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HomeNewsArchivesJury Hears Opening Arguments as Cockayne Murder Trial Begins

Jury Hears Opening Arguments as Cockayne Murder Trial Begins

Oct. 6, 2008 — While prosecuting attorneys laid out a case Monday against the three men they said chased down and brutally murdered James "Jamie" Cockayne in the streets of St. John, defense attorneys told the jury that holes in the prosecution's case could only lead to one verdict for Anselmo Boston, Kamal Thomas and Jahlil Ward: not guilty.
The three stand accused of aiding and abetting each other in first-degree murder, second-degree murder, third-degree assault and the use of a deadly weapon during the commission of a crime of violence. All three have pleaded not guilty.
Thomas and Boston were arrested last year after witnesses said the two were involved in an argument with Cockayne on the night of his murder on St. John. Boston has admitted to having a verbal confrontation with "a white guy" who had "kicked his jeep" in the early evening hours of June 18, 2007, according to a statement obtained by police after the incident. Boston added that he hit Cockayne in the shoulder and neck with a pool stick, but did not follow when Cockayne left the Front Yard Bar in Cruz Bay a little while later.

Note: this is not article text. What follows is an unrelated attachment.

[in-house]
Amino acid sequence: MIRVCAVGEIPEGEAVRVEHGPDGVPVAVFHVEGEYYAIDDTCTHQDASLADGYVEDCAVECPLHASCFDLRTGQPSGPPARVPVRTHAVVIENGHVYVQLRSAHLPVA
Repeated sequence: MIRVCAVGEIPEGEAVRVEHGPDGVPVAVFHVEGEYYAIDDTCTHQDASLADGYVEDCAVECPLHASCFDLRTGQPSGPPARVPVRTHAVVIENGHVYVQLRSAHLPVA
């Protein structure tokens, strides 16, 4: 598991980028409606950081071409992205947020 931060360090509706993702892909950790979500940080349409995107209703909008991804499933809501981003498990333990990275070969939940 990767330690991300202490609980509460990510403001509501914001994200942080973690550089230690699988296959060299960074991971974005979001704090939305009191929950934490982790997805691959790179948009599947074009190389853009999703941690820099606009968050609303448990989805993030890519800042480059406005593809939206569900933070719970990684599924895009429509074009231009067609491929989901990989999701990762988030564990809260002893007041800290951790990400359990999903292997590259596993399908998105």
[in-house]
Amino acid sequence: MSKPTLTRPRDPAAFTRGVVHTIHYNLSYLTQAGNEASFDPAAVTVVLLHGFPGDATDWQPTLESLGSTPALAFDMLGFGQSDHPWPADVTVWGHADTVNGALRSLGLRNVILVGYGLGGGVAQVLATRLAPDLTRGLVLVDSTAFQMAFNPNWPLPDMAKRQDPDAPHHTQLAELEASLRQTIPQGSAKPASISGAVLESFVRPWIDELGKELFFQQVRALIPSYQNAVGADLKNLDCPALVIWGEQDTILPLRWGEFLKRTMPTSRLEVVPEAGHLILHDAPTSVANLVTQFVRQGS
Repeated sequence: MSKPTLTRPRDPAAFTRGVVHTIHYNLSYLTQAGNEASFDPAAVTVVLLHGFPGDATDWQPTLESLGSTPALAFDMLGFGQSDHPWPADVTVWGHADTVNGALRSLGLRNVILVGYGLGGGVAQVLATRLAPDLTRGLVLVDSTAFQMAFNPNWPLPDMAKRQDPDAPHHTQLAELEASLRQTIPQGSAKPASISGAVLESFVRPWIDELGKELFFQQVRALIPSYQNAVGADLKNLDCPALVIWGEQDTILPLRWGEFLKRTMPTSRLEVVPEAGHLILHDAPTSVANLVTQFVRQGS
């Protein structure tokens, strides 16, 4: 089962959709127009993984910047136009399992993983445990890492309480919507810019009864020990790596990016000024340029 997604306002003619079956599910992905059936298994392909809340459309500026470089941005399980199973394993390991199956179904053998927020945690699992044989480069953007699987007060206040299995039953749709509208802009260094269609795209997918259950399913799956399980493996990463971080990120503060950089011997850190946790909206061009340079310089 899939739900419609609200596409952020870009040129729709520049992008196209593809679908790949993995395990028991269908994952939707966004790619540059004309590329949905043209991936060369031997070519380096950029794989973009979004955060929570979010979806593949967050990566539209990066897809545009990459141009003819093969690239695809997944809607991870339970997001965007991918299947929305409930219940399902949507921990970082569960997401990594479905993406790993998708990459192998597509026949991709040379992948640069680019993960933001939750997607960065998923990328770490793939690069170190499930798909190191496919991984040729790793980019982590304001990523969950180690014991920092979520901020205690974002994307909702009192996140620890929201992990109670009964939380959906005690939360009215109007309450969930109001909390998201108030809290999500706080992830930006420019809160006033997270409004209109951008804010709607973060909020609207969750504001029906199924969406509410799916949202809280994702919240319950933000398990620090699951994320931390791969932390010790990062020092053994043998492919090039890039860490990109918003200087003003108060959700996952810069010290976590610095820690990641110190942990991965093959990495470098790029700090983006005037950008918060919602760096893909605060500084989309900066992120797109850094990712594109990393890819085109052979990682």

In a statement taken shortly after his arrest, Thomas told investigators that he was at the Front Yard Bar from 10 to 11:30 p.m. on the evening in question, and was involved in an argument with Cockayne. The two were later thrown out by the bartender, and alibi witnesses can place Thomas at a nearby beach with some friends at the time of the murder, Thomas' defense attorney Michael Joseph said Monday. Joseph has argued in recent hearings that it was Ward who attempted to rob Cockayne later that night and stabbed him after Cockayne fought back.
"There was only one man bloody that night — and that was Mr. Ward," Joseph said Monday in his opening argument. On the night of his death, Cockayne was "partying about St. John" and had about "13 to 14" drinks in him, Joseph said.
"Things got out of hand," he said. "In that state, he (Cockayne) kicked the jeep, he cursed and things got out of hand. Witnesses will testify that Mr. Cockayne had initially approached another man that night, asking for drugs. The man said no and pushed him away. It was then that he approached Mr. Ward, who said, 'Sure, I've got some, come with me.' And it was there that Mr. Cockayne was brutally stabbed, in a one-on-one confrontation."
Joseph urged the jury to consider each defendant's case separately, and said that no evidence would be shown to prove that Thomas had "ever touched" Cockayne. In fact, Thomas' arrest came after a national media blitz started by Cockayne's parents that left police scrambling to find someone to blame, Joseph added.
Ward was the victim in another unrelated incident, and the government had sent him to the mainland under "semi-protective custody" until he was brought back to the territory and arrested for the murder, Carty said after a court hearing in August. Referencing this information during trial, Ward's defense attorney, Michael Quinn, said his client "wasn't around" at the time of the murder.
"Mr. Ward was in the United States, oblivious to all this," he said. "The government had looked at Mr. Ward earlier in the investigation, but had decided not to pursue it. But then they slowly bought into the story provided by the two other defendants."